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Writing Help With a Story


Albert Flasher
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[COLOR=Sienna]I need some help with a story I'm working on... it's an idea I had while watching one of the History Network's many specials on Robin Hood. Basically, I wanted to do a story on the [i]real[/i] Robin Hood. Not the valient bandit with the perfect smile who gave to the poor, the guy behind the legend.

The idea is still in the development stages, but thus far, I have the Merry Men, often described as being over 140 men, as a band of 8-9 middle aged bandits living in the stinking cesspit of Sherwood forest. I've essentially decided to do away completely with the perfection complex. Robin himself is a leacherous drunkard (A term you'll hear often in anything I write...) with the aim of a mule and the ego of a king. Friar Tuck is a morbidly obese, poxsmarked man with a rasping voice, who doubles as the gangs bard. Maid Marian is only considred 'relativly beautiful,' as she is only missing a few teeth, and has most of her hair. The Sheriff of Nottingham is a vile, contemptuos catamite who spends a bit [i]too[/i] much time in the council of King Edward I.

That theme is fairly reoccuring throughout my idea. I've always felt that the perfection complex takes away from a story, and felt that Robin Hood would be more interesting if it were given a realism make-over, just for fun. I've begun work on a rough draft, but I might need a little help. Basically, any feedback on my idea would be nice, and I'll post my progress as I go along.

Thanks in advance...[/COLOR]
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[size=1]Well, in doing away with the "perfection complex," you've sent the entire thing to the other extreme -- a living hell that no one will want to read about.

I think you should tone down the horrid versions of all the traditional characters, particularly Robin Hood. I mean, he's a drunkard, a jerk, can't shoot to save his life, and has the ambition of a king. Usually those folks are called the [i]antagonist[/i], certainly not the protagonist. Perhaps give him fair aim and a lukewarm heart.[/size]
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[color=#503f86]Yeah, it's better to have someone with a few personality flaws as opposed to being just downright despicable. If you don't make anyone even [i]vaguely[/i] likeable, there's no-one worth reading it for. Perhaps make Maid Marion a little less 'fair madien' and more self-obsessed and vain.

And you have to think, why, if Frair Tuck is so vile, is he the group's bard when a normal person with better appearance and voice would be more popular?Sure, Friar Tuc's a fairly big influence, but there are 140 or so other people there. Even if the other bard isn't spectacular- he'd have to be better to hear and look at than a rasping, diseased, morbidly obese fatbag.[/color]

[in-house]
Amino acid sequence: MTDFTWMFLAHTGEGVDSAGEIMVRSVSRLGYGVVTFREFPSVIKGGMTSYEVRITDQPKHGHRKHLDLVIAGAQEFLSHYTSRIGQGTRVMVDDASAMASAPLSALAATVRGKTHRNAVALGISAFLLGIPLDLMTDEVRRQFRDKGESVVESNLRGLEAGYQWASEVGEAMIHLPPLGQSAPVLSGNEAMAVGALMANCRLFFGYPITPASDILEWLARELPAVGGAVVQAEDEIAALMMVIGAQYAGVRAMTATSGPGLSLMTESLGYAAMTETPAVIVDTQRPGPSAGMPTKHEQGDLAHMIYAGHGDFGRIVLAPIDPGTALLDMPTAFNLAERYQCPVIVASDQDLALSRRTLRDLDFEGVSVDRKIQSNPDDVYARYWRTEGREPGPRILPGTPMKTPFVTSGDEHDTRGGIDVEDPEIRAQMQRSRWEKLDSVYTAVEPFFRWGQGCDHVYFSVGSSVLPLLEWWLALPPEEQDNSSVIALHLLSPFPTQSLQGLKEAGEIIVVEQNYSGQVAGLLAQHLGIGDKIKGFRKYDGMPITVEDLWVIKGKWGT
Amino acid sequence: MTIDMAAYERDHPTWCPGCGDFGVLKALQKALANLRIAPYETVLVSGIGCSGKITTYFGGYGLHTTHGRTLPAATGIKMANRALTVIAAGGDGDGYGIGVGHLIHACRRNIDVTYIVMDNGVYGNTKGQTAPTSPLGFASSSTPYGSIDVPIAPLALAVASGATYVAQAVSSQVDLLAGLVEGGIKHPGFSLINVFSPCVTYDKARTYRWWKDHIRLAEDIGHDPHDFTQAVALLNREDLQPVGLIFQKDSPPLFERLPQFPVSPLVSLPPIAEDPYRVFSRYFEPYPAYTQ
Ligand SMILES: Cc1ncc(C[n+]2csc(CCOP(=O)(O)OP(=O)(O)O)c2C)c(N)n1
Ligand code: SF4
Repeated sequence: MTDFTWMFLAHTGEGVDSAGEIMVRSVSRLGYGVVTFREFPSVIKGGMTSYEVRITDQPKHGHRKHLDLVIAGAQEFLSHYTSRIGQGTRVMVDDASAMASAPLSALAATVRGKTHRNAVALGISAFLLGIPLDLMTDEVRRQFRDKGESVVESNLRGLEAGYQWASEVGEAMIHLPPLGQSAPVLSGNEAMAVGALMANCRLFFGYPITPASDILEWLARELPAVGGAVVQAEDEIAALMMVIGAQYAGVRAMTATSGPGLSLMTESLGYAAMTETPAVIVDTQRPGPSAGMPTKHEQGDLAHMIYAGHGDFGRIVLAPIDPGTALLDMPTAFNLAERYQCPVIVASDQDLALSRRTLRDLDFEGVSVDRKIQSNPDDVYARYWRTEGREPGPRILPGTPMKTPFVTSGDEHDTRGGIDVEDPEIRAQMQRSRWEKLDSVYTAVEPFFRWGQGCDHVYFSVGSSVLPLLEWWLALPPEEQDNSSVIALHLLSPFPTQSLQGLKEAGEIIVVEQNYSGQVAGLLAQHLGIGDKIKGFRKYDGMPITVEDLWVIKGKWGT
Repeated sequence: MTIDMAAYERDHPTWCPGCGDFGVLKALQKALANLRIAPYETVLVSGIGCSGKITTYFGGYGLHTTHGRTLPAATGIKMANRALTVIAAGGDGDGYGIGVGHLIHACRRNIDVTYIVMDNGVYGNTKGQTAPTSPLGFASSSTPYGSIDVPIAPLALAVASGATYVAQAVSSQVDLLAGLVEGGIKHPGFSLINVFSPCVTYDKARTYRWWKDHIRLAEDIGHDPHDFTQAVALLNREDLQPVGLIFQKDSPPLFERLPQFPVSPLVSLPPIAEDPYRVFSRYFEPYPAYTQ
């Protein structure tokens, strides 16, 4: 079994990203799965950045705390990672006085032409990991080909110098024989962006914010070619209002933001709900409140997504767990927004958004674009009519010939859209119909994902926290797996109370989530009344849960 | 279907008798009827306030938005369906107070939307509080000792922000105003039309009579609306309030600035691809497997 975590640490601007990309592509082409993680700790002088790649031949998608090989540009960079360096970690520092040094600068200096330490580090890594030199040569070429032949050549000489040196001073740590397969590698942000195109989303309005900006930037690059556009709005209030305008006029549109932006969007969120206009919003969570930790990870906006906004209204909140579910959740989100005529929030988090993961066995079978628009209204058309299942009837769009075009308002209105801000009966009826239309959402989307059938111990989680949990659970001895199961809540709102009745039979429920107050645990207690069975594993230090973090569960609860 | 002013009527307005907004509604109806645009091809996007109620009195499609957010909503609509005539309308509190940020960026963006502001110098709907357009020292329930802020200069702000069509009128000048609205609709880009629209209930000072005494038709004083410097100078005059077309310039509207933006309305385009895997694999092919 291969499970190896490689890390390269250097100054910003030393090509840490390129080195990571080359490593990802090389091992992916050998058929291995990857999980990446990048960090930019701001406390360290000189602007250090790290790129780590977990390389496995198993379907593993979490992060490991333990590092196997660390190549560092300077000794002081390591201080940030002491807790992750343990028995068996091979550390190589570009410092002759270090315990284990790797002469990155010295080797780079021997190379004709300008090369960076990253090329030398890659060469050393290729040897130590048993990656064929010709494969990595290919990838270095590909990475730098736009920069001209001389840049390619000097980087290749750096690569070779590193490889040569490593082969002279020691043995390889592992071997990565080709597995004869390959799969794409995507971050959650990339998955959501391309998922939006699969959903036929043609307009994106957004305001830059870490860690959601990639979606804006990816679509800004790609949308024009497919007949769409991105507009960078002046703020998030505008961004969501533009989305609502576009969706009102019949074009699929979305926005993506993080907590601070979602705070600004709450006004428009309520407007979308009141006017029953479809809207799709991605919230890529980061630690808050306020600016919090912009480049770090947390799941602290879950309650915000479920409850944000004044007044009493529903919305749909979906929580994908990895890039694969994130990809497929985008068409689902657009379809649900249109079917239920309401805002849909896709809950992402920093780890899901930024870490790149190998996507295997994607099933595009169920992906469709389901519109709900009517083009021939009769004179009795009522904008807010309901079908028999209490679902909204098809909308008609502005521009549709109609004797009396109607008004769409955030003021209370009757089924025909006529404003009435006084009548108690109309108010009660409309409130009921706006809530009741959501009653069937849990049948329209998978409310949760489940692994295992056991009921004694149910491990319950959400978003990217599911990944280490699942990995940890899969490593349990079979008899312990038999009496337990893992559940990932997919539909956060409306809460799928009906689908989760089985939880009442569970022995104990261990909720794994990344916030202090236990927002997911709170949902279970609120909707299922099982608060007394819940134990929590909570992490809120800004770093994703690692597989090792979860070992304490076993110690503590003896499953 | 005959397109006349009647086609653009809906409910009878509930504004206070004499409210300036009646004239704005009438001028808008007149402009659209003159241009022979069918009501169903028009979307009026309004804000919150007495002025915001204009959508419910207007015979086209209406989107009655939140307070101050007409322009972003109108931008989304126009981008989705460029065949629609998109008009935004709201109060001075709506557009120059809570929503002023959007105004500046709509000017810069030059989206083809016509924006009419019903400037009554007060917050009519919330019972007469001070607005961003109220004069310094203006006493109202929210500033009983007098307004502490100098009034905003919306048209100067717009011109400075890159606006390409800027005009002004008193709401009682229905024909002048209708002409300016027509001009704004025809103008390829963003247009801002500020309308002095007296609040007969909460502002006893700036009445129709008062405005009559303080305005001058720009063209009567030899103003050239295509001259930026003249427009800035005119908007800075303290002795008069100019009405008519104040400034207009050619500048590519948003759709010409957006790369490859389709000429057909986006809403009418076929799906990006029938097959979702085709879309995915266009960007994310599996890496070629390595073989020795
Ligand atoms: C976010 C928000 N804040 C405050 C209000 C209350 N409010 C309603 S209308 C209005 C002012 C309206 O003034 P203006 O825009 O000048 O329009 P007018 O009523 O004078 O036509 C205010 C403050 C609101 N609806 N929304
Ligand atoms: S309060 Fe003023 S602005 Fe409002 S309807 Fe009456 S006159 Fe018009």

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[quote name='Retribution][size=1] Usually those folks are called the [i]antagonist[/i'], certainly not the protagonist. [/size][/quote]

Nope, those are called [I]anti-heroes[/I]. Like Donald Duck, for example. ;P

Hmm, stripping down a legendary hero from all heroic traits is interesting, although it's not unheard of. I'm just worried on what kind of story are you going to pull with those characters. Will it get over their new personalities, or get stuck in them?
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[COLOR=Sienna]Interesting points... maybe I'll tone down the anti-hero-ness and make the characters more likeable, especially Robin himself... maybe a "Good guy, bad crowd" kind of scenario.

My basic idea was to take one of the original ballads, and take away all the heroic and overblown aspects, but I'll try not to make it [i]too[/i] anti-heroic. I had an idea that, at the end of each 'chapter' (Or perhaps at the beginning of each one.) I'd have Friar Tuck telling the story from the original ballads, all heroed-up and majestic, partly to increase word count, and partly to add to the effect of the story... what do you guys think? [/COLOR]
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[quote name='Cygnus X-1][font=verdana][color=sienna]...partly to increase word count...[/color'][/font][/quote][font=trebuchet ms]That isn't a valid reason for doing anything in a work of fiction. If it doesn't add to the story, axe it.

Are you going for a comedic angle? Because the 'hero' that thinks the world of himself but can't hit a barn door from inside the barn sounds farcical. I do mean that in a good way, it's amusing to read about such characters accidentally saving the kingdom and getting the girl, more through luck than judgement. You could go for a Robin Hood version of [i]Bored of the Rings[/i] with those character designs, but if you're going for more of a 'truth behind the legend' approach then, well ... you need to find out some truth, and write about that, not about Robin's Mirror-Universe counterpart.[/font]
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